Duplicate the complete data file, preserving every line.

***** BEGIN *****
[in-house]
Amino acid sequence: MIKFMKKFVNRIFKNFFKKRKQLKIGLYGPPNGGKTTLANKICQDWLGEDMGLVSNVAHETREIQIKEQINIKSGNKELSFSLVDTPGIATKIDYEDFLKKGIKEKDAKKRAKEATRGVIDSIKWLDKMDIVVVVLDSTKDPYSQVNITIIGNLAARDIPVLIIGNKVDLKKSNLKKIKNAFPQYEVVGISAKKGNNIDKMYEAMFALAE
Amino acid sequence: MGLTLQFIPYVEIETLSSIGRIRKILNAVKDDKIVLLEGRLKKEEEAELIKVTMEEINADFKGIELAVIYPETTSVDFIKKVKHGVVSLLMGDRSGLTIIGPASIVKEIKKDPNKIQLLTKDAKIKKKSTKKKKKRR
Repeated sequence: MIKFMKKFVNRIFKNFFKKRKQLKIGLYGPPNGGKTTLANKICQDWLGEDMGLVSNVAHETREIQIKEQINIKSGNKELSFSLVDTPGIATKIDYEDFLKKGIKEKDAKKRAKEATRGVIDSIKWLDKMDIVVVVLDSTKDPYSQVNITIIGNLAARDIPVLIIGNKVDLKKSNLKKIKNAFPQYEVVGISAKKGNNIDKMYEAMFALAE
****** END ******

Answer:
[in-house]
Amino acid sequence: MIKFMKKFVNRIFKNFFKKRKQLKIGLYGPPNGGKTTLANKICQDWLGEDMGLVSNVAHETREIQIKEQINIKSGNKELSFSLVDTPGIATKIDYEDFLKKGIKEKDAKKRAKEATRGVIDSIKWLDKMDIVVVVLDSTKDPYSQVNITIIGNLAARDIPVLIIGNKVDLKKSNLKKIKNAFPQYEVVGISAKKGNNIDKMYEAMFALAE
Amino acid sequence: MGLTLQFIPYVEIETLSSIGRIRKILNAVKDDKIVLLEGRLKKEEEAELIKVTMEEINADFKGIELAVIYPETTSVDFIKKVKHGVVSLLMGDRSGLTIIGPASIVKEIKKDPNKIQLLTKDAKIKKKSTKKKKKRR
Repeated sequence: MIKFMKKFVNRIFKNFFKKRKQLKIGLYGPPNGGKTTLANKICQDWLGEDMGLVSNVAHETREIQIKEQINIKSGNKELSFSLVDTPGIATKIDYEDFLKKGIKEKDAKKRAKEATRGVIDSIKWLDKMDIVVVVLDSTKDPYSQVNITIIGNLAARDIPVLIIGNKVDLKKSNLKKIKNAFPQYEVVGISAKKGNNIDKMYEAMFALAE